Searching over 5,500,000 cases.


searching
Buy This Entire Record For $7.95

Download the entire decision to receive the complete text, official citation,
docket number, dissents and concurrences, and footnotes for this case.

Learn more about what you receive with purchase of this case.

COMMONWEALTH PENNSYLVANIA v. WILLIAM SCHWARTZ (02/01/80)

filed: February 1, 1980.

COMMONWEALTH OF PENNSYLVANIA
v.
WILLIAM SCHWARTZ, APPELLANT



No. 2497 October Term 1978 Appeal from the Judgment of Sentence in the Court of Common Pleas of Centre County, Criminal Division, No. 84-1978.

COUNSEL

Alan Ellis, State College, for appellant.

Thomas F. Meehan, III, Assistant District Attorney, Bellefonte, for Commonwealth, appellee.

Price, Spaeth and Lipez, JJ. Price, J., files a dissenting opinion.

Author: Spaeth

[ 275 Pa. Super. Page 114]

We agree with Part I of the dissenting opinion, which holds that any ex parte information received by a judge before sentencing should be disclosed to a defendant so that he may have an opportunity to examine it and dispute its accuracy. We do not agree, however, with Part II of the dissenting opinion. In our opinion the sentence should be vacated and the case remanded for resentencing, for two reasons: 1) it reasonably appears from the record that the sentencing judge relied on the ex parte information; and 2) the judge imposed a $10,000 fine without determining whether appellant was able to pay it.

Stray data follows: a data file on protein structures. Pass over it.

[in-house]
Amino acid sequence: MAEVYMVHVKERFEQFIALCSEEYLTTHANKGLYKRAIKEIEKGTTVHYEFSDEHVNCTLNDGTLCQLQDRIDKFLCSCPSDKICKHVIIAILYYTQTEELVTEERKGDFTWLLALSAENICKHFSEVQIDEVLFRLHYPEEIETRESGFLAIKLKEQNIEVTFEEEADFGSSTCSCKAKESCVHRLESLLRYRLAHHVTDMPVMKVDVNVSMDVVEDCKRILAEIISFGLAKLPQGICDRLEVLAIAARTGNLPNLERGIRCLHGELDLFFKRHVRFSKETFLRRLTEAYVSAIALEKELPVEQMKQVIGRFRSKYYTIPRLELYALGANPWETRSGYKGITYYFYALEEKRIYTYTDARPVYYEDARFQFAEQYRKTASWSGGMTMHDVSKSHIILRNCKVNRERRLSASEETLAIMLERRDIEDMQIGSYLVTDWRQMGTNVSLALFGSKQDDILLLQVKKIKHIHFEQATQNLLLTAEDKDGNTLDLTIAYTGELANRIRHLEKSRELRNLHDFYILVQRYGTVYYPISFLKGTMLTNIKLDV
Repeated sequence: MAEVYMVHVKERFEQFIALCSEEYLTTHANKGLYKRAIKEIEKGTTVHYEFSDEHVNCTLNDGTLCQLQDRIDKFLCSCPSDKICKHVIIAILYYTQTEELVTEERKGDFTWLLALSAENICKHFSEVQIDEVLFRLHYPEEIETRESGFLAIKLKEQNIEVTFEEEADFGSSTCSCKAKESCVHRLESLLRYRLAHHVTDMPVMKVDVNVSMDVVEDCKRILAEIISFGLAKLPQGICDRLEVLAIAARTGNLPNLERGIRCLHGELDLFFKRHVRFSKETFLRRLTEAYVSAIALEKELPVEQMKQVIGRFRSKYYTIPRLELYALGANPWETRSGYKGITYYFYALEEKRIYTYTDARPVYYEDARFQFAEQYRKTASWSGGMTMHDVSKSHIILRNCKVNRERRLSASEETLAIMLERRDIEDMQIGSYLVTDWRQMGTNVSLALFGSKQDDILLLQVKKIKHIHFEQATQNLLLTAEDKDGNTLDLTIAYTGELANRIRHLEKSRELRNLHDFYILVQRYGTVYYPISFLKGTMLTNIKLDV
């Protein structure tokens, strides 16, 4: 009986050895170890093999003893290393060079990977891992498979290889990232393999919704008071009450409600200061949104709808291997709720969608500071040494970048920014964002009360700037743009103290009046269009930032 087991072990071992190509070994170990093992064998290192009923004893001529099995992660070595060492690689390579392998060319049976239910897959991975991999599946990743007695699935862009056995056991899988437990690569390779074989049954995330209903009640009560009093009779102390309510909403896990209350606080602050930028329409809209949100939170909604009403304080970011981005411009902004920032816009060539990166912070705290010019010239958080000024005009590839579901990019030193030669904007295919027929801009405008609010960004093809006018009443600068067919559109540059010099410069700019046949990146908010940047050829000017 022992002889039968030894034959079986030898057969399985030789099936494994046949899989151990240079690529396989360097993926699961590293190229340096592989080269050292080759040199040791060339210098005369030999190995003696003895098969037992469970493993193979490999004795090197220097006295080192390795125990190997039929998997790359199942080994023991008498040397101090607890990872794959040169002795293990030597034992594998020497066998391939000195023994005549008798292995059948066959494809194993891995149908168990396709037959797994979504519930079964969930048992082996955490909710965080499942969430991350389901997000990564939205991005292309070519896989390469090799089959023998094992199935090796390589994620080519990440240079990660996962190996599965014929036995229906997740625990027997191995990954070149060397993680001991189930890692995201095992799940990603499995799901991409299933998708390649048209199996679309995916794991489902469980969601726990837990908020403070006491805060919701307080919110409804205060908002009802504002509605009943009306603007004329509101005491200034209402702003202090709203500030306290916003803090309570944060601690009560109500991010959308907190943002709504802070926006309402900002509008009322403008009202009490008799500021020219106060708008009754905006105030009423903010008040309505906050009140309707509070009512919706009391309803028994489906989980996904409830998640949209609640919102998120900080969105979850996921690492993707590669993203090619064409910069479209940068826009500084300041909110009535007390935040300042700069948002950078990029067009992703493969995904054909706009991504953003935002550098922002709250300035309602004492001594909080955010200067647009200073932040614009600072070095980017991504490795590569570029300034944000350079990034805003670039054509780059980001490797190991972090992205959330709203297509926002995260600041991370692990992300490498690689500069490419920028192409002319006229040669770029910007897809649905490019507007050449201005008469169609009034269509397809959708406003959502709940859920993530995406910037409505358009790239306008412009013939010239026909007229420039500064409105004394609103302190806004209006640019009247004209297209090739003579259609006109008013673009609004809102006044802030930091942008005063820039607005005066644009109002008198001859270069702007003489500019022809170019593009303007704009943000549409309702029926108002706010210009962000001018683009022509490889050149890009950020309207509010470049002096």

1

The dissent correctly cites Commonwealth v. Bethea, 474 Pa. 571, 379 A.2d 102 (1977), as defining how we should review the sentence in this case. In Bethea, the Supreme Court stated:

In deciding whether a trial judge considered only permissible factors in sentencing a defendant, an appellate court must, of necessity, review all of the judge's comments. Moreover, in making this determination it is not necessary that an appellate court be convinced that the trial judge in fact relied upon an erroneous consideration; it is sufficient to render a sentence invalid if it reasonably appears from the record that the trial court relied in whole or in part upon such a factor.

474 Pa. 580, 379 A.2d at 106-107